Actors Joseph Bologna and Renée Taylor have been married in real life since the mid-’60s, and they’ve written and performed a number of lighthearted projects together for film, television, and theater. One of their earliest endeavors was this low-budget romantic comedy about a pair of neurotic New Yorkers who meet in an encounter group, embark on a whirlwind romance, and bicker their way to the realization that they love each other. The premise is fine, and the offscreen history that Bologna and Taylor share lets them get totally comfortable with each other onscreen; their interplay feels credible and spontaneous from start to finish. Unfortunately, the characters that Bologna and Taylor wrote for themselves are unrelentingly shrill. Gig (Bologna) is a nasty blowhard who perceives himself as a world-class stud, while Pandora (Taylor) is a lunatic who fancies herself a cabaret performer even though she can’t dance, sing, or tell jokes. To the duo’s credit, Bologna and Taylor don’t take the obvious route of showing these misfits supporting each other until their crazy ol’ dreams come true. However, in eschewing predictability and cheap sentiment, the writer-stars overcompensate by showing their characters berating each other so incessantly that it’s hard to see what they enjoy about each other. It’s true that Gig and Pandora would be intolerable to anyone except fellow basket cases, but still, where’s the fun in watching overbearing narcissists realize they’re stuck with each other? If Bologna and Taylor had some sort of satirical intent in mind, perhaps skewering the extremes of Me Decade self-centeredness, it’s not evident amid the screeching arguments and suffocating self-loathing. FYI, Olympia Dukakis and Paul Sorvino show up in supporting roles as Gig’s loutish parents.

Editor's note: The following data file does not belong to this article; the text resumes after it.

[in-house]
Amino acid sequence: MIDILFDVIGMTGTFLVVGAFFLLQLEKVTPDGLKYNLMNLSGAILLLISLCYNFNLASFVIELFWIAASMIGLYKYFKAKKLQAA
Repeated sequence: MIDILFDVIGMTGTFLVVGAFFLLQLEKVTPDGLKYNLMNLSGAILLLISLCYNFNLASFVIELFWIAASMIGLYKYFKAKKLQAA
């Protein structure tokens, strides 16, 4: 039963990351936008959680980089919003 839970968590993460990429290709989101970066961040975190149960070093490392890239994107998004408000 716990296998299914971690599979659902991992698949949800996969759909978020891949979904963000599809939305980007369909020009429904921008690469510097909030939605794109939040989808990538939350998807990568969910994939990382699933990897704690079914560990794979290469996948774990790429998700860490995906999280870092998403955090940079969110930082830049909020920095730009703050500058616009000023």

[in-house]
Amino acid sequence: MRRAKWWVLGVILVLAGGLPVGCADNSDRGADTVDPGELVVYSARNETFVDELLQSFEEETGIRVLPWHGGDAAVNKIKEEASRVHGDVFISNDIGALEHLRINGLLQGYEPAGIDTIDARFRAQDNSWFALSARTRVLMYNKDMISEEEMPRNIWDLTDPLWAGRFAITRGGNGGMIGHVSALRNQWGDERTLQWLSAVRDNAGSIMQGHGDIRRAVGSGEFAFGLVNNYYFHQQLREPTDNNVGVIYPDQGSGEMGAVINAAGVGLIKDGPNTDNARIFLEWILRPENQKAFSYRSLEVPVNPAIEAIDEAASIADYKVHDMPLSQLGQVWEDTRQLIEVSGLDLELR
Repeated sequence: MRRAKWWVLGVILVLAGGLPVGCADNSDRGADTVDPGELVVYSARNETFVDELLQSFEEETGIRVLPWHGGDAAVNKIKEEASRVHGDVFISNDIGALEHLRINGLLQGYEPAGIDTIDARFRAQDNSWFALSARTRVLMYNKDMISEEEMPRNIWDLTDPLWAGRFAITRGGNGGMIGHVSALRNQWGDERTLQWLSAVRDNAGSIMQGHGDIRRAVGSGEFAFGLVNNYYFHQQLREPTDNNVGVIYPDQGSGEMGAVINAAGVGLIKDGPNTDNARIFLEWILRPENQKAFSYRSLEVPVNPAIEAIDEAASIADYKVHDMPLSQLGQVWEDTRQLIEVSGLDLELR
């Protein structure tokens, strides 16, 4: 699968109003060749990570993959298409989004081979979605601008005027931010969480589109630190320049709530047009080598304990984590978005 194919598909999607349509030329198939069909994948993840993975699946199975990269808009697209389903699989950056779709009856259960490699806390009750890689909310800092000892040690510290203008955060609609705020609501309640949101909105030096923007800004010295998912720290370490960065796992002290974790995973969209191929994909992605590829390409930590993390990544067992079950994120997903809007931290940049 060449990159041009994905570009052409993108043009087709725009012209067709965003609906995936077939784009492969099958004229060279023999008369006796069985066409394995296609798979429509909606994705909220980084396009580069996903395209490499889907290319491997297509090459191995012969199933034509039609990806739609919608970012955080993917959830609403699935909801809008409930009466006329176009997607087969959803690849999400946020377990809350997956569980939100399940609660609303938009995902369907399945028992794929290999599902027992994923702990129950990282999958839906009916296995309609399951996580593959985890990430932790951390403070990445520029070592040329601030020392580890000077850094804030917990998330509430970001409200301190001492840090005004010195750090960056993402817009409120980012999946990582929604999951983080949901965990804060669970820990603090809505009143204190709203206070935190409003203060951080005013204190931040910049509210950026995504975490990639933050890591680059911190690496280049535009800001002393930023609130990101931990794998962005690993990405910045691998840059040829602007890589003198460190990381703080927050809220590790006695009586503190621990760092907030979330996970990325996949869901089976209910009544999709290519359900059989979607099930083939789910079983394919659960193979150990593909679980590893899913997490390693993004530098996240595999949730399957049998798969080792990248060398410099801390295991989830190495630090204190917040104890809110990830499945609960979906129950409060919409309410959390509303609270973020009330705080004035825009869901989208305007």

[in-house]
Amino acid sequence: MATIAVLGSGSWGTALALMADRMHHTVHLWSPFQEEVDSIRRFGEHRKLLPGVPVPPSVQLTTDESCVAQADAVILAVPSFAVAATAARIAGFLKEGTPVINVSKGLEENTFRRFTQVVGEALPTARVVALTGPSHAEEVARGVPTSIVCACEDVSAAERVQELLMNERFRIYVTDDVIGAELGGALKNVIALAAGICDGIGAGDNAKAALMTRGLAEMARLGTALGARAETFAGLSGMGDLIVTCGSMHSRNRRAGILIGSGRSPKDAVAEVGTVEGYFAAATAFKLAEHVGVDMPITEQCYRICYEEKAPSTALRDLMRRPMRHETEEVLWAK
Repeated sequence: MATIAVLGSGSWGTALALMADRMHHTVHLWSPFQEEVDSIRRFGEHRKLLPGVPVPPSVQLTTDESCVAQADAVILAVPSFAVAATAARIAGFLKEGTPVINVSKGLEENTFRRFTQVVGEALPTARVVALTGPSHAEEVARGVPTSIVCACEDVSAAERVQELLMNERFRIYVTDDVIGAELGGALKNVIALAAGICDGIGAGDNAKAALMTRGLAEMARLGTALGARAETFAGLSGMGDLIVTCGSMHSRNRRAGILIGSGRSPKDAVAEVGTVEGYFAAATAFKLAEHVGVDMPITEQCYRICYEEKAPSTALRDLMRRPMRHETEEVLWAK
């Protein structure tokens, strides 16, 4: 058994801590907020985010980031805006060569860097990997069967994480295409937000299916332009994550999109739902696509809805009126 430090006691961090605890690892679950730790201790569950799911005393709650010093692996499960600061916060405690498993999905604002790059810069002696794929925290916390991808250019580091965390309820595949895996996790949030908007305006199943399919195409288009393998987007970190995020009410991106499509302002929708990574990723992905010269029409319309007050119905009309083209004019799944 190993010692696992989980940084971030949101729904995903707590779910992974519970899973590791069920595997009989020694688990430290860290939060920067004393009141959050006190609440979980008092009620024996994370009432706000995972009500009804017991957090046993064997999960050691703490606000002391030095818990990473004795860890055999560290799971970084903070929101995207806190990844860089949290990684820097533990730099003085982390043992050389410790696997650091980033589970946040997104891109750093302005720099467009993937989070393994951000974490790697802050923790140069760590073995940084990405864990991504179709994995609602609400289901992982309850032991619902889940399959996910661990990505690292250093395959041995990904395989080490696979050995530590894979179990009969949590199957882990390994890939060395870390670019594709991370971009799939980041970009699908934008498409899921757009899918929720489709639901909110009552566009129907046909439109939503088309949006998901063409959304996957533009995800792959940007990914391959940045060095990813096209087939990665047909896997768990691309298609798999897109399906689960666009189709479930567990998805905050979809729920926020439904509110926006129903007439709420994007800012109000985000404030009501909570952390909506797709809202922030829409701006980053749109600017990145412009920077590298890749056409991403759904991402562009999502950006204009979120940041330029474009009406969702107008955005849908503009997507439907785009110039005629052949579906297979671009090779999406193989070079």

Made for Each Other: LAME